Pet primates are a dangerous national epidemic. It’s estimated that there are 15,000 nonhuman primates – chimps, monkeys and others – in captivity in the United States. They are often purchased as infants, readily available for sale on the Internet.

Cute baby monkeys become aggressive as they grow older. The horrific mauling of a Connecticut woman by a chimpanzee last week is a chilling reminder that primates are wild animals capable of inflicting severe injuries. At least a hundred people were hurt by captive primates from 1995 to 2005 – dozens of them children.

Primates are highly intelligent animals who live long lives. They have complex social and psychological needs, yet are often kept confined in small cages or basements. The average person quickly realizes that he or she cannot provide the housing or care that primates require.

In addition to the threats to public safety and animal welfare, these animals can spread diseases such as herpes B, monkeypox and tuberculosis.

Recognizing these serious risks, at least 20 states and the District of Columbia already prohibit private ownership of primates as pets. Given the patchwork of state and local laws, and the interstate nature of the primate pet trade, what’s also needed is a federal response.

The Captive Primate Safety Act passed the U.S. House of Representatives Tuesday by a vote of 323 to 95, and similar legislation has been introduced in the Senate by Sens. Barbara BoxerBarbara Levy BoxerThe Hill's Morning Report - Presented by Facebook - Biden, Harris launch Trump offensive in first joint appearance Bottom line Polls show big bounce to Biden ahead of Super Tuesday MORE, D-Calif., and David VitterDavid Bruce VitterLysol, Charmin keep new consumer brand group lobbyist busy during pandemic Bottom line Bottom line MORE, R-La. The bill would ban the interstate transportation of apes, monkeys, lemurs and other primates for the pet trade.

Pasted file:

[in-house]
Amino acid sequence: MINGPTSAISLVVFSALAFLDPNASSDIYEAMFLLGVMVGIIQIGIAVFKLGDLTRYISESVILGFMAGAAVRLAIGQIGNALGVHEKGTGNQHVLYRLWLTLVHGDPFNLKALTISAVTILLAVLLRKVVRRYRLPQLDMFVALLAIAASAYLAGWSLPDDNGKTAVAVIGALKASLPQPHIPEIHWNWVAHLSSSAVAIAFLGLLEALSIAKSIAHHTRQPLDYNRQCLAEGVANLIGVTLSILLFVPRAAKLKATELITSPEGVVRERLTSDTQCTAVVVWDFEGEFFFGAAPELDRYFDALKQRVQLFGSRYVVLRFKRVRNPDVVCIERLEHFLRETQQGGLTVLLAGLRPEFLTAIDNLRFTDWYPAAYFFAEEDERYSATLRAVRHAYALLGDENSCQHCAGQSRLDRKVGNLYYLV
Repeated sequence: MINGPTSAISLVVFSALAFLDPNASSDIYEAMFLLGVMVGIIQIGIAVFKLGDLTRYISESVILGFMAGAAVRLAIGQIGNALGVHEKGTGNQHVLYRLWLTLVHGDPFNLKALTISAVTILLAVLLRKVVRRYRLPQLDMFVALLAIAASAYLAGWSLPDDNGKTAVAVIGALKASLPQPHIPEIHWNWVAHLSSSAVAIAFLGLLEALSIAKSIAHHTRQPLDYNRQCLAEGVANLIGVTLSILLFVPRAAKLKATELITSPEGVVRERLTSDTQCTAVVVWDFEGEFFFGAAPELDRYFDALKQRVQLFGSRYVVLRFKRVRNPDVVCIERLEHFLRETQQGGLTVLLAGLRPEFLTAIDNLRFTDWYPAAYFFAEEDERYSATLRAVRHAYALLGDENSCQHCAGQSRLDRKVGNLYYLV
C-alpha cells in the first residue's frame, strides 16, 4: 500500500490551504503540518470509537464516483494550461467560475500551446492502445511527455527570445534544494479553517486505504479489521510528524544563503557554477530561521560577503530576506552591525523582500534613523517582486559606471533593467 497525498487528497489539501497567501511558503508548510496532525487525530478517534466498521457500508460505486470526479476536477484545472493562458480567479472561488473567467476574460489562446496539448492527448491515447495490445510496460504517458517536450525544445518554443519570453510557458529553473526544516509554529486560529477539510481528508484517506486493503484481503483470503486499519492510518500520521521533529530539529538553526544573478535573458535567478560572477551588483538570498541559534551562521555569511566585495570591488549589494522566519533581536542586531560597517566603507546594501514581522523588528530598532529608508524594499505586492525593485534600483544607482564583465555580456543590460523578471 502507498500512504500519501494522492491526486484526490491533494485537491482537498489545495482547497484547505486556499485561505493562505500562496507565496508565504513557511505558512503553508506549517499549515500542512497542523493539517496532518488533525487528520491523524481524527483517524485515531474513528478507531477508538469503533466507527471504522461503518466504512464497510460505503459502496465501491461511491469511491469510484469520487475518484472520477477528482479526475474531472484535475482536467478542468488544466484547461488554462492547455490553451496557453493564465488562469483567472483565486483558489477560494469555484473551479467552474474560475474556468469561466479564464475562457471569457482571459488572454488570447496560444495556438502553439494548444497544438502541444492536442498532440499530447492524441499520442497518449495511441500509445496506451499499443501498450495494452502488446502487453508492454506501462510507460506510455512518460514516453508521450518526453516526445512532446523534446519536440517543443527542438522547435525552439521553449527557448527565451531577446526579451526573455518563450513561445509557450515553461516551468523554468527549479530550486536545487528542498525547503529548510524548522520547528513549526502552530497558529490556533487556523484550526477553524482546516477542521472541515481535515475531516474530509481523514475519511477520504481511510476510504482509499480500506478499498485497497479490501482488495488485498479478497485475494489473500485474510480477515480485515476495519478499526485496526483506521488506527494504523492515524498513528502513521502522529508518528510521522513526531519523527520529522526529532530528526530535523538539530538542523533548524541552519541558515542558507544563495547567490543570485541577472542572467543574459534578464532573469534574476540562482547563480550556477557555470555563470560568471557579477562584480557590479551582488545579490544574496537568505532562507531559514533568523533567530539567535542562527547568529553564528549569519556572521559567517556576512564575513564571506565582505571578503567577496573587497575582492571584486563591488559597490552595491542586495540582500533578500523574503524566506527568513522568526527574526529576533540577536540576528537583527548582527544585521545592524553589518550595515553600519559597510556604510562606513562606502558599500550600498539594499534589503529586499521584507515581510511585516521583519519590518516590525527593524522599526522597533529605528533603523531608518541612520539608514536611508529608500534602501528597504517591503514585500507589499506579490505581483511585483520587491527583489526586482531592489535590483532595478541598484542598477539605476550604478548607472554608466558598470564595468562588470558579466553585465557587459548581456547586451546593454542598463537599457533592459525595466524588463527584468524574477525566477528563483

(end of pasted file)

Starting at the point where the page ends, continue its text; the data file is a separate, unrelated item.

The Captive Primate Safety Act is similar to a 2003 bill that prohibits interstate commerce of tigers, lions and other dangerous big cats for the pet trade. Like the big cats bill, the primate bill would crack down on the exotic pet industry but would not affect zoos or medical research. A broad coalition of scientific and animal welfare organizations – including The Humane Society of the United States, Association of Zoos and Aquariums, BornFree USA and Jane Goodall Institute – supports a ban on the trade in pet primates.

We need to end this dangerous monkey business. Primates belong in the wild, not in our backyards and basements. For our own health and safety – as well as the animals’ – the U.S. Senate should act swiftly and pass the Captive Primate Safety Act before the next person is mauled by a chimp.